Nov 28, 2014

My Spice Rack

One fine day, I chanced upon a set of identical spice bottles in a thrift shop. They were made of glass, had clean white caps and had no labels -- three features which got me giddy. Glass is clean, non-reactive and ageless -- I mean they don’t fade or warp like plastic. All they need is tender handling and frequent washing. The white caps go with the white-coated rack that I already have in the house. And the absence of labels meant I could DIY labels myself.

After a minute of haggling (Filipinas excel here), I got the whole bunch -- which have been languishing in the thrift shop for months anyway -- for just 80 pesos. Can you even believe that? And off they are now in my home for some little makeover.

spice bottles
First, I soaked the bottles in soapy water, scrubbed the white caps to restore them to their squeaky-clean whiteness, thoroughly dried them and wiped them to a sparkling finish.

I bought some retail spices and herbs -- both the common and not-so-common ones. These nifty little packs do not cost much, just under 20 pesos apiece -- each would nearly fill a spice bottle. Tip: Make sure, when you’re buying herbs, that you check the expiration dates and that you pinch the packs to see if they have not hardened yet. As you can see, I have here the basic ones -- curry, cumin, black pepper, garlic powder, annato seed powder (achuete), turmeric, paprika, cayenne and something called barbecue spice which is a blend of 5 spices.

bottled spice
I then put my latent DIY/crafting skills to use and made these simple label stickers made of pink sticker paper and ordinary ballpen. By the way, I was known since my elementary days as the one with the pretty face handwriting. I used to go home late after school as I had to wait for some of my writing-lazy classmates to finish photocopying my notebook. (This gets me into thinking about taking calligraphy sometime, and that lovely chalkboard art thing that I keep admiring over at Pinterest.)

bottled spices
Here is a close-up of a few of the labels I did.

bottles of spices
And so here is my simple spice rack, looking pretty, homely, colorful and… yet sparse. I want to add more, but one at a time. I hope to put them into good use and use them before they go bad. I certainly don't want them to be just for show and I don't want to go overboard in this, hehe.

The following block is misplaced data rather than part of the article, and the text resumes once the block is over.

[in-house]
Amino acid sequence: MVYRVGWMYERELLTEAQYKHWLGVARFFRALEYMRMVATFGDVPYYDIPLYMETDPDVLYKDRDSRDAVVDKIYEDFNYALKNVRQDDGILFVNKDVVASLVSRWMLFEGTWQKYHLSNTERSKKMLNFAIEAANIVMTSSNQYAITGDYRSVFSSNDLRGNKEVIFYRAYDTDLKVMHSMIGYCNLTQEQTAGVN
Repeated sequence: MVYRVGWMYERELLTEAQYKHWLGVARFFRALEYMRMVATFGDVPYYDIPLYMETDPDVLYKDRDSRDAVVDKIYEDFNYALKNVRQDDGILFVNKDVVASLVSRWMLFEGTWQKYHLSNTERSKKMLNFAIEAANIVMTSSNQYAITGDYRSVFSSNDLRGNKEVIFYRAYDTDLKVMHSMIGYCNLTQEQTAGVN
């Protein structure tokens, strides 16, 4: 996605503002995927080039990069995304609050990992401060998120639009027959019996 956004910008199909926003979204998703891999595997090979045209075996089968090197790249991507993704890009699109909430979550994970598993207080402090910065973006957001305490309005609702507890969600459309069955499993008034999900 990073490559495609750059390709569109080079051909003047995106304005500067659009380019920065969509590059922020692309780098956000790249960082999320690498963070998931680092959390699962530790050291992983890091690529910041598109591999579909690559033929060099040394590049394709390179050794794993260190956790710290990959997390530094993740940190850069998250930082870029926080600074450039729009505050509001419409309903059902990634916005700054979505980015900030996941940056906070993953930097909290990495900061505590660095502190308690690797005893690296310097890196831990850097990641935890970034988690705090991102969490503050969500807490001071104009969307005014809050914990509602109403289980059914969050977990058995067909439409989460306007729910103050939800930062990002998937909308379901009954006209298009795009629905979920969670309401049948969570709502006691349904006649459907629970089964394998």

Seriously though, spices are dense repositories of nutrients and antioxidants, not to mention amazing powerhouses of flavor and aroma.

In the next few weeks I will be traveling the world -- just right here in my kitchen actually. I promised my husband to cook for him the Indian fish recipe Fish Moilee and the British-Indian specialty Chicken Tikka Masala, among others.

I hope you’ll stay posted!

Other reads you might want:
Advices on Spices
Good use for spices -- Marinades

Nov 26, 2014

Why I Take Turmeric Daily

I have been taking a few herbal supplements daily for a couple of months now. No, I do not spend a lot in supplements. I research for companies that sell quality yet low-cost dried, powdered herbs such as garlic, graviola (guyabano), mangosteen and turmeric and then take a different herb each month. (By the way, you will not find good prices among MLM/Networking supplement businesses as their prices have to be jacked up in order to fund the ludicrously high compensation packages for their members, particularly the uplines.)

Turmeric powder in capsule form is one herb I take daily. I tried taking turmeric tea but I cannot keep the habit daily as the taste is not really something I relish. Besides, turmeric tea drinking stains the teeth a funny yellow. And so I decided to take turmeric powder in capsule form. This is not an extract but rather whole turmeric roots that are pulverized and dessicated. Whole foods are much safer than extracts, experts say.

The active ingredient in turmeric is the polyphenolic antioxidant curcumin which has been found to compare favorably with no less than 14 standard drugs. Turmeric gives the following drugs a run for their money:

Cholesterol medication (Lipitor/Atorvastatin)
A study conducted in 2008 and published in the journal Drugs in R&D documented that a standardized preparation of curcuminoids source from turmeric performed as well as the drug Atorvastatin in terms of managing endothelial dsyfunction which underlies the development of atherosclerosis or hardening of the arteries. Furthermore, curcuminoids also reduced inflammation and oxidative stress in type 2 diabetic patients.

Steroid medications (Corticosteroids)
A 2003 study published in Cancer Letters showed curcumin as comparable to the drug dexamethasone in the management of lung ischemia. Curcumin also compared favorably to steroids in the clinical management of an inflammatory eye disease called chronic anterior uveitis. This was the finding of a 2009 study which was published in the journal Phytotherapy Research.

Antidepressants (Prozac/Fluoxetine and Imipramine)
The journal Acta Poloniae Pharmaceutica published the findings of a 2011 study which showed curcumin as comparing favorably to two antidepressant drugs in terms of reducing depressive behavior in animal models.

Blood Thinners (Aspirin)